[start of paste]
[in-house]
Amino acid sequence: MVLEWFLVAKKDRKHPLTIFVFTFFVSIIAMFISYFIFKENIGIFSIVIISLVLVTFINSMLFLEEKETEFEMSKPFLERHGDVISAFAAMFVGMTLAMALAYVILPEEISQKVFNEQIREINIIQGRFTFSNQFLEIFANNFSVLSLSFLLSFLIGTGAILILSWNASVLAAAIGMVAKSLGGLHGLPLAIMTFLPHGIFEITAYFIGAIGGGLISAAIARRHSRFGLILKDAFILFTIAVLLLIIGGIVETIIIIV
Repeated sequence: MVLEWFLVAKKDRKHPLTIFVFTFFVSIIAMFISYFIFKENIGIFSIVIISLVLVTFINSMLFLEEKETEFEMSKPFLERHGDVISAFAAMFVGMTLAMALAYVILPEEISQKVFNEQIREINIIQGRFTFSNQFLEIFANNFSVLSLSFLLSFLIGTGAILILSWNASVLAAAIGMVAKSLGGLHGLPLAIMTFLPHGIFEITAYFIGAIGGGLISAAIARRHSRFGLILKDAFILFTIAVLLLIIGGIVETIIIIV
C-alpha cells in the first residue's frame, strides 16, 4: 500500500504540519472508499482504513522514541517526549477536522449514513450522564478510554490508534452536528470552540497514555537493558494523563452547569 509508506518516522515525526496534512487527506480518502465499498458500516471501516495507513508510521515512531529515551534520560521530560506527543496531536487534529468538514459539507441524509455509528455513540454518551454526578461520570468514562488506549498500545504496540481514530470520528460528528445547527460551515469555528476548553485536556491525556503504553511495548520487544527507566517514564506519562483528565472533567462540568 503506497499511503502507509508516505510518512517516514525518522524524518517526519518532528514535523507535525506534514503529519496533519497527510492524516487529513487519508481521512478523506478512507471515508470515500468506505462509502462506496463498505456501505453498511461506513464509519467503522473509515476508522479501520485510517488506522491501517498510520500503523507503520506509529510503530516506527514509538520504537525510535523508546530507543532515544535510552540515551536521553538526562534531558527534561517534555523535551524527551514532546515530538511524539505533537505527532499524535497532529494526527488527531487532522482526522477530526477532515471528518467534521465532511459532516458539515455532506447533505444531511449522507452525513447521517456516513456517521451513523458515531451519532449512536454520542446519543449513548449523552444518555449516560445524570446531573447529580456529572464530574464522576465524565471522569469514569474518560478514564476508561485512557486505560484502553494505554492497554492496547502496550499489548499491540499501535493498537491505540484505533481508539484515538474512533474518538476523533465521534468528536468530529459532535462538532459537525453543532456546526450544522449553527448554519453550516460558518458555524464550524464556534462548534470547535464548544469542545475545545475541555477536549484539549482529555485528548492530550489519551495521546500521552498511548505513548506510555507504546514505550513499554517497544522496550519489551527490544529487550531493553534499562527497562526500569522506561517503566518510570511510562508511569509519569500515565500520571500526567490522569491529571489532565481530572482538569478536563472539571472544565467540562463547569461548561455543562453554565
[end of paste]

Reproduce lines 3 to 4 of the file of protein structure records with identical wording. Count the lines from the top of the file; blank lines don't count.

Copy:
Repeated sequence: MVLEWFLVAKKDRKHPLTIFVFTFFVSIIAMFISYFIFKENIGIFSIVIISLVLVTFINSMLFLEEKETEFEMSKPFLERHGDVISAFAAMFVGMTLAMALAYVILPEEISQKVFNEQIREINIIQGRFTFSNQFLEIFANNFSVLSLSFLLSFLIGTGAILILSWNASVLAAAIGMVAKSLGGLHGLPLAIMTFLPHGIFEITAYFIGAIGGGLISAAIARRHSRFGLILKDAFILFTIAVLLLIIGGIVETIIIIV
C-alpha cells in the first residue's frame, strides 16, 4: 500500500504540519472508499482504513522514541517526549477536522449514513450522564478510554490508534452536528470552540497514555537493558494523563452547569 509508506518516522515525526496534512487527506480518502465499498458500516471501516495507513508510521515512531529515551534520560521530560506527543496531536487534529468538514459539507441524509455509528455513540454518551454526578461520570468514562488506549498500545504496540481514530470520528460528528445547527460551515469555528476548553485536556491525556503504553511495548520487544527507566517514564506519562483528565472533567462540568 503506497499511503502507509508516505510518512517516514525518522524524518517526519518532528514535523507535525506534514503529519496533519497527510492524516487529513487519508481521512478523506478512507471515508470515500468506505462509502462506496463498505456501505453498511461506513464509519467503522473509515476508522479501520485510517488506522491501517498510520500503523507503520506509529510503530516506527514509538520504537525510535523508546530507543532515544535510552540515551536521553538526562534531558527534561517534555523535551524527551514532546515530538511524539505533537505527532499524535497532529494526527488527531487532522482526522477530526477532515471528518467534521465532511459532516458539515455532506447533505444531511449522507452525513447521517456516513456517521451513523458515531451519532449512536454520542446519543449513548449523552444518555449516560445524570446531573447529580456529572464530574464522576465524565471522569469514569474518560478514564476508561485512557486505560484502553494505554492497554492496547502496550499489548499491540499501535493498537491505540484505533481508539484515538474512533474518538476523533465521534468528536468530529459532535462538532459537525453543532456546526450544522449553527448554519453550516460558518458555524464550524464556534462548534470547535464548544469542545475545545475541555477536549484539549482529555485528548492530550489519551495521546500521552498511548505513548506510555507504546514505550513499554517497544522496550519489551527490544529487550531493553534499562527497562526500569522506561517503566518510570511510562508511569509519569500515565500520571500526567490522569491529571489532565481530572482538569478536563472539571472544565467540562463547569461548561455543562453554565